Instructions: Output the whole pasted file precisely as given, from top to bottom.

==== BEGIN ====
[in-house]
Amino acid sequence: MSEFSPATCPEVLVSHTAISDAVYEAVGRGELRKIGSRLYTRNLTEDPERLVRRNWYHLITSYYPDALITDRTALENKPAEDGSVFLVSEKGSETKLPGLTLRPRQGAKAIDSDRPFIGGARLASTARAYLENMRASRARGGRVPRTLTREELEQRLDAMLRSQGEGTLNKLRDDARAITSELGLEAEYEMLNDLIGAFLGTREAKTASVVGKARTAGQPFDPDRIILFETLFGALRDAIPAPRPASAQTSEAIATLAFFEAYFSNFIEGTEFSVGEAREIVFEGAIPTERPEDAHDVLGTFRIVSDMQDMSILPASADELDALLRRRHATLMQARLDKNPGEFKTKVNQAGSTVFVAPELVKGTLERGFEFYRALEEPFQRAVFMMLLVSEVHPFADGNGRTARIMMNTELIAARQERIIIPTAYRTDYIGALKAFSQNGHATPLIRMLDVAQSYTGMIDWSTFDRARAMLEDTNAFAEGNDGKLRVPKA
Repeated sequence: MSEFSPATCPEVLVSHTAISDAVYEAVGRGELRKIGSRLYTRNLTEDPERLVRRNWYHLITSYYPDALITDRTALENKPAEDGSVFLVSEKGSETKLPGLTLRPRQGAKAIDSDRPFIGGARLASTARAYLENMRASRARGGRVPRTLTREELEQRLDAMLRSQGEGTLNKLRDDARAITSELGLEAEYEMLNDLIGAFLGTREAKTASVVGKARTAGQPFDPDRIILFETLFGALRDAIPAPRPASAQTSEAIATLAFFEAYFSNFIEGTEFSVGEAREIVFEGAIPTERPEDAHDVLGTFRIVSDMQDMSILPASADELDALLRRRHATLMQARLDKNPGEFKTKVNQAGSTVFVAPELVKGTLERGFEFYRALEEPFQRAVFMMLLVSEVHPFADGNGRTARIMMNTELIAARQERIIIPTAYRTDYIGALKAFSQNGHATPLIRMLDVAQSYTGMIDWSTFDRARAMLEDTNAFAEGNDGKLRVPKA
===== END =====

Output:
[in-house]
Amino acid sequence: MSEFSPATCPEVLVSHTAISDAVYEAVGRGELRKIGSRLYTRNLTEDPERLVRRNWYHLITSYYPDALITDRTALENKPAEDGSVFLVSEKGSETKLPGLTLRPRQGAKAIDSDRPFIGGARLASTARAYLENMRASRARGGRVPRTLTREELEQRLDAMLRSQGEGTLNKLRDDARAITSELGLEAEYEMLNDLIGAFLGTREAKTASVVGKARTAGQPFDPDRIILFETLFGALRDAIPAPRPASAQTSEAIATLAFFEAYFSNFIEGTEFSVGEAREIVFEGAIPTERPEDAHDVLGTFRIVSDMQDMSILPASADELDALLRRRHATLMQARLDKNPGEFKTKVNQAGSTVFVAPELVKGTLERGFEFYRALEEPFQRAVFMMLLVSEVHPFADGNGRTARIMMNTELIAARQERIIIPTAYRTDYIGALKAFSQNGHATPLIRMLDVAQSYTGMIDWSTFDRARAMLEDTNAFAEGNDGKLRVPKA
Repeated sequence: MSEFSPATCPEVLVSHTAISDAVYEAVGRGELRKIGSRLYTRNLTEDPERLVRRNWYHLITSYYPDALITDRTALENKPAEDGSVFLVSEKGSETKLPGLTLRPRQGAKAIDSDRPFIGGARLASTARAYLENMRASRARGGRVPRTLTREELEQRLDAMLRSQGEGTLNKLRDDARAITSELGLEAEYEMLNDLIGAFLGTREAKTASVVGKARTAGQPFDPDRIILFETLFGALRDAIPAPRPASAQTSEAIATLAFFEAYFSNFIEGTEFSVGEAREIVFEGAIPTERPEDAHDVLGTFRIVSDMQDMSILPASADELDALLRRRHATLMQARLDKNPGEFKTKVNQAGSTVFVAPELVKGTLERGFEFYRALEEPFQRAVFMMLLVSEVHPFADGNGRTARIMMNTELIAARQERIIIPTAYRTDYIGALKAFSQNGHATPLIRMLDVAQSYTGMIDWSTFDRARAMLEDTNAFAEGNDGKLRVPKA